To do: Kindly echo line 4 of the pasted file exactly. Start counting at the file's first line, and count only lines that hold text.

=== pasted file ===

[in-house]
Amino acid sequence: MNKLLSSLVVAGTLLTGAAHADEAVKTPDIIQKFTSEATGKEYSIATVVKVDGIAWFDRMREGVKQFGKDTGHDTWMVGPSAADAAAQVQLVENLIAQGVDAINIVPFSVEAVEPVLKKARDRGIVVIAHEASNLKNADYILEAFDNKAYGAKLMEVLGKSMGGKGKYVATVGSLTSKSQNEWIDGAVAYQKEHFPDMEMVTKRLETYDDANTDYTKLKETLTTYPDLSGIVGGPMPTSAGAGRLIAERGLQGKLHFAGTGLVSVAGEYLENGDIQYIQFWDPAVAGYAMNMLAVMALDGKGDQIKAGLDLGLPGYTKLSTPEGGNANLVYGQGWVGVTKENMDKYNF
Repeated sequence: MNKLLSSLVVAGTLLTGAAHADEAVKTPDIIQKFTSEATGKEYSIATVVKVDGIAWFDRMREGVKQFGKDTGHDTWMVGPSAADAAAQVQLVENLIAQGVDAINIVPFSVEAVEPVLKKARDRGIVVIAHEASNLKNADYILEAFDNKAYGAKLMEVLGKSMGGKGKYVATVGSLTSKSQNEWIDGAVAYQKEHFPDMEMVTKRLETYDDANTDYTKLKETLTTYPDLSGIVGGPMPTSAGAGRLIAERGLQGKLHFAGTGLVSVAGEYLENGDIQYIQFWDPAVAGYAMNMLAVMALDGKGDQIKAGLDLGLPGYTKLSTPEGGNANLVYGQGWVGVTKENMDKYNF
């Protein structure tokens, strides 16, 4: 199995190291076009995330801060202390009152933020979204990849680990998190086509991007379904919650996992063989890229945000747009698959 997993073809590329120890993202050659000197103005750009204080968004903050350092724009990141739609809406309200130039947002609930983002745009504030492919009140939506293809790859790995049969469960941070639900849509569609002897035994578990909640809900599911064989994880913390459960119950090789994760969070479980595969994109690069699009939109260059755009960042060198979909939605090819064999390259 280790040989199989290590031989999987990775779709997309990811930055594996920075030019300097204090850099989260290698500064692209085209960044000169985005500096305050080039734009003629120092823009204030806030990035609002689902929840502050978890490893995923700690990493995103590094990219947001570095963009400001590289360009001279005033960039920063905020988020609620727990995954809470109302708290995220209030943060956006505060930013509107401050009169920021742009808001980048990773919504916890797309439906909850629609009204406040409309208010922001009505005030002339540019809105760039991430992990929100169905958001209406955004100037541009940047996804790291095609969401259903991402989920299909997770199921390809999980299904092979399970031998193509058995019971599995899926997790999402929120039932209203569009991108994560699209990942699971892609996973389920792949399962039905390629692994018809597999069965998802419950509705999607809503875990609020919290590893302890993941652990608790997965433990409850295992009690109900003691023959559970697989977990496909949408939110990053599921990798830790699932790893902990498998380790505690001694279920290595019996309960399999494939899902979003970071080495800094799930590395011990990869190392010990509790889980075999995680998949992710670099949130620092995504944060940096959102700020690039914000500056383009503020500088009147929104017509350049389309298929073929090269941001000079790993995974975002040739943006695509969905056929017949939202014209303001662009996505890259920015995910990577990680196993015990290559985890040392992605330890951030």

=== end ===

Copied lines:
């Protein structure tokens, strides 16, 4: 199995190291076009995330801060202390009152933020979204990849680990998190086509991007379904919650996992063989890229945000747009698959 997993073809590329120890993202050659000197103005750009204080968004903050350092724009990141739609809406309200130039947002609930983002745009504030492919009140939506293809790859790995049969469960941070639900849509569609002897035994578990909640809900599911064989994880913390459960119950090789994760969070479980595969994109690069699009939109260059755009960042060198979909939605090819064999390259 280790040989199989290590031989999987990775779709997309990811930055594996920075030019300097204090850099989260290698500064692209085209960044000169985005500096305050080039734009003629120092823009204030806030990035609002689902929840502050978890490893995923700690990493995103590094990219947001570095963009400001590289360009001279005033960039920063905020988020609620727990995954809470109302708290995220209030943060956006505060930013509107401050009169920021742009808001980048990773919504916890797309439906909850629609009204406040409309208010922001009505005030002339540019809105760039991430992990929100169905958001209406955004100037541009940047996804790291095609969401259903991402989920299909997770199921390809999980299904092979399970031998193509058995019971599995899926997790999402929120039932209203569009991108994560699209990942699971892609996973389920792949399962039905390629692994018809597999069965998802419950509705999607809503875990609020919290590893302890993941652990608790997965433990409850295992009690109900003691023959559970697989977990496909949408939110990053599921990798830790699932790893902990498998380790505690001694279920290595019996309960399999494939899902979003970071080495800094799930590395011990990869190392010990509790889980075999995680998949992710670099949130620092995504944060940096959102700020690039914000500056383009503020500088009147929104017509350049389309298929073929090269941001000079790993995974975002040739943006695509969905056929017949939202014209303001662009996505890259920015995910990577990680196993015990290559985890040392992605330890951030």